Is It Safe To Eat Indoors After Getting The COVID-19 Vaccine?

People are itching for life to return to normal and the way things were in the days before the COVID-19 pandemic. That means a lot is riding on the vaccine, with people hoping it stops the rampant spread of the coronavirus. But once you get the vaccine is it safe to return to all the activities you previously enjoyed? For example, can you eat indoors again after being vaccinated?

Leading infectious disease expert Anthony Fauci, M.D., addressed this in a meeting with the White House press corps, according to Business Insider. He warned against relaxing our vigilance too much in our desire to get things back to normal. "There are things, even if you're vaccinated, that you're not going to be able to do in society," he said. "For example, indoor dining, theaters, places where people congregate," should continue to be avoided, was his message.

That's because there is not enough data yet on how well the vaccine works to prevent someone from transmitting COVID-19. It is known to prevent someone from getting severely ill if they do contract COVID-19, but it remains unknown whether they can pass it along to others. "We hope that when the data comes in, it's going to show that the virus level is quite low and you're not transmitting it," said Dr. Fauci.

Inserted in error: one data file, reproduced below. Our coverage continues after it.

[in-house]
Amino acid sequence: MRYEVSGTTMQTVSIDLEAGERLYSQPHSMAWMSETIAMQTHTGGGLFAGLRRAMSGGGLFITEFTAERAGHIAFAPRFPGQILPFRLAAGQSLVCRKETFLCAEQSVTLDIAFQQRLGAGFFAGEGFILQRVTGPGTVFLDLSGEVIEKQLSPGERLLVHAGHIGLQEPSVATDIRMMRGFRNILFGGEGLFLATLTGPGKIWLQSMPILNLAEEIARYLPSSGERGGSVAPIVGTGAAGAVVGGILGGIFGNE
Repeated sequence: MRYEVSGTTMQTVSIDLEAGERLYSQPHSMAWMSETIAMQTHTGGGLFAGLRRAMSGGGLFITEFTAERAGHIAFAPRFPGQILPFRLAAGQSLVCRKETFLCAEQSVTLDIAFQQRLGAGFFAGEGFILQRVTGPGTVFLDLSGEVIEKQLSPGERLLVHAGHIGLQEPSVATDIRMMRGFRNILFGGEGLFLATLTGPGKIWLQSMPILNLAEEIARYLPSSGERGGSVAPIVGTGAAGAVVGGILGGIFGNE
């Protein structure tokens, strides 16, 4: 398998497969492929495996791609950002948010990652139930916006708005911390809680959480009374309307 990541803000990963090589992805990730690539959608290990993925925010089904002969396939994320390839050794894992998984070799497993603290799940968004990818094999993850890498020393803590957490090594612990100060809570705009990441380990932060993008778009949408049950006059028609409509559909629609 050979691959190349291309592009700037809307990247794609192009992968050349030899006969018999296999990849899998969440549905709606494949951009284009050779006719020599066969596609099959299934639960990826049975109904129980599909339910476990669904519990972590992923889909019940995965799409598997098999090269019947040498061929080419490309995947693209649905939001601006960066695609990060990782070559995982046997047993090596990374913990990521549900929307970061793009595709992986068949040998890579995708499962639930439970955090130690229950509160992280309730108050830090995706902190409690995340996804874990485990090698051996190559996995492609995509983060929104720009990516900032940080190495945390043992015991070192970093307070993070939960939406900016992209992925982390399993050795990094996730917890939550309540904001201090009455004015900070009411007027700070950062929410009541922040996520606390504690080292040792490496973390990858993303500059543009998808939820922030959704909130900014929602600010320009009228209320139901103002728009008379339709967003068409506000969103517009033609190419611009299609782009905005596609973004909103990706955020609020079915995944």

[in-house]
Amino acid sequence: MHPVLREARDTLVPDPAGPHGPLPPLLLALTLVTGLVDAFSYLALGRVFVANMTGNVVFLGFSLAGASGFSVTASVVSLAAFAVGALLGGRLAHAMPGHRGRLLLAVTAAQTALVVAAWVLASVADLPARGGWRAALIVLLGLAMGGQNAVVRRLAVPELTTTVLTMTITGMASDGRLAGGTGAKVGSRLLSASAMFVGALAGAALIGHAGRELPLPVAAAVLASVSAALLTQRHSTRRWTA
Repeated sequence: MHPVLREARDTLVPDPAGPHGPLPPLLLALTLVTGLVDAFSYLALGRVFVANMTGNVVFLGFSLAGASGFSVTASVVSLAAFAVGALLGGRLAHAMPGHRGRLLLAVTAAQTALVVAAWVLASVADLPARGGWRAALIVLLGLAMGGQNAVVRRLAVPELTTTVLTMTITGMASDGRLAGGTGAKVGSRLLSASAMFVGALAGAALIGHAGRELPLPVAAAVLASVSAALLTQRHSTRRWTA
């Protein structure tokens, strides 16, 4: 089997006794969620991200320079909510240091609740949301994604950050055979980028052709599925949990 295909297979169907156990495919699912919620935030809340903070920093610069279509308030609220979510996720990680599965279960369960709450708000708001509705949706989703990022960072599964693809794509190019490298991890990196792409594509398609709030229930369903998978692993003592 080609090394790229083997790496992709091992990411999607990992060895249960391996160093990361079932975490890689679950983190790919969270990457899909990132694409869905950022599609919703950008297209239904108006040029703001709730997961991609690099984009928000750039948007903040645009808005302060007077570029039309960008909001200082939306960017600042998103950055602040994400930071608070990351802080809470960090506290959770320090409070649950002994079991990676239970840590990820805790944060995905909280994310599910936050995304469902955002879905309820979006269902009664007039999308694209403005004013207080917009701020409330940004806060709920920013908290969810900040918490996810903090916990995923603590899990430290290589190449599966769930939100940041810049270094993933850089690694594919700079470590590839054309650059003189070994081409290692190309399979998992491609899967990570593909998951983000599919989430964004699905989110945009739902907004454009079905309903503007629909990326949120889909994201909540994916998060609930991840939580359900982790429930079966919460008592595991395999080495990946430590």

Much remains unknown about the vaccines

Indoor restaurants are particularly dangerous because nobody is wearing a mask while they're eating. Even after getting the vaccine, the Centers for Disease Control and Prevention is still advising that you wear a mask to protect against spreading the virus to others, even if you don't fall sick from it.

A key thing to remember when you get the vaccine is that you're not immediately protected against the virus. It takes several days — up to a few weeks, according to the Mayo Clinic — for your body to produce the immune response that protects you from COVID-19. During this time, you're still susceptible to contracting the virus. The vaccines from Moderna and Pfizer are 95 percent effective against coronavirus, according to CNN, but that still leaves a chance open that you could contract it and get sick or spread it to others.

And the virus is mutating into different variants around the world. It is still unknown how much, if any, protection against these variants is offered by the current vaccines.

So, for now, stay vigilant, wear your masks, and avoid crowds and indoor spaces. It won't be forever, and it's for the good of all.